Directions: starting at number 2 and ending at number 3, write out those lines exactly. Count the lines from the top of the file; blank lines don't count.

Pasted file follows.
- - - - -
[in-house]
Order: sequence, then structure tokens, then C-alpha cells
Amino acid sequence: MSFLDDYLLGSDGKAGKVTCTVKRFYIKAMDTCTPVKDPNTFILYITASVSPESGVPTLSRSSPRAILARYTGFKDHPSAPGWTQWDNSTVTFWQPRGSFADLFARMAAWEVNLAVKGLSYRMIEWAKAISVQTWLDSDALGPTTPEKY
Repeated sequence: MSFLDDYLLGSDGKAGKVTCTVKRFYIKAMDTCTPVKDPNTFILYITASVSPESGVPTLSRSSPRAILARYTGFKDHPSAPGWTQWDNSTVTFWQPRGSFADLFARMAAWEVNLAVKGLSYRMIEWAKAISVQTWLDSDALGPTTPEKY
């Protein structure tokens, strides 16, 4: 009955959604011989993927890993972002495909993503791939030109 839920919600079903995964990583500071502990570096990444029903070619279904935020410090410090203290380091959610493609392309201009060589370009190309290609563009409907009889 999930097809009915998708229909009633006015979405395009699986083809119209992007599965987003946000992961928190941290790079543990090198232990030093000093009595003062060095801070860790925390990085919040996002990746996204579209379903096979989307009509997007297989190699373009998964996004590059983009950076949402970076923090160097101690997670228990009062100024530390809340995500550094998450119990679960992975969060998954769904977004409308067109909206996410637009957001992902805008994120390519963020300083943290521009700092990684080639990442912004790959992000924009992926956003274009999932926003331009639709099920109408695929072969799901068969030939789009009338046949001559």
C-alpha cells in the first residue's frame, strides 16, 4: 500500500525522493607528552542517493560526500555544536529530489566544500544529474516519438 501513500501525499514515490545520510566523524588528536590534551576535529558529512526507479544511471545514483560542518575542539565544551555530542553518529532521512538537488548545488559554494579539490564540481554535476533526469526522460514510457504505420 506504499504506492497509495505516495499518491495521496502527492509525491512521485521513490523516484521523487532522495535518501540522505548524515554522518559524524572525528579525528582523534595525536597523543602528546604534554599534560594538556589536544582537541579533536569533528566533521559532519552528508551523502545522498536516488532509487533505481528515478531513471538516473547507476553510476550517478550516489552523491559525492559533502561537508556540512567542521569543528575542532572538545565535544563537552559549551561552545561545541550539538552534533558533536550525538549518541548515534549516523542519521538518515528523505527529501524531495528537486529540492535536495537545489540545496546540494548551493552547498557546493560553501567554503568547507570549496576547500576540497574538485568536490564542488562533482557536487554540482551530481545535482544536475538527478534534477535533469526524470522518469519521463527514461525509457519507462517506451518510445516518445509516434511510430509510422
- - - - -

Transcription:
Order: sequence, then structure tokens, then C-alpha cells
Amino acid sequence: MSFLDDYLLGSDGKAGKVTCTVKRFYIKAMDTCTPVKDPNTFILYITASVSPESGVPTLSRSSPRAILARYTGFKDHPSAPGWTQWDNSTVTFWQPRGSFADLFARMAAWEVNLAVKGLSYRMIEWAKAISVQTWLDSDALGPTTPEKY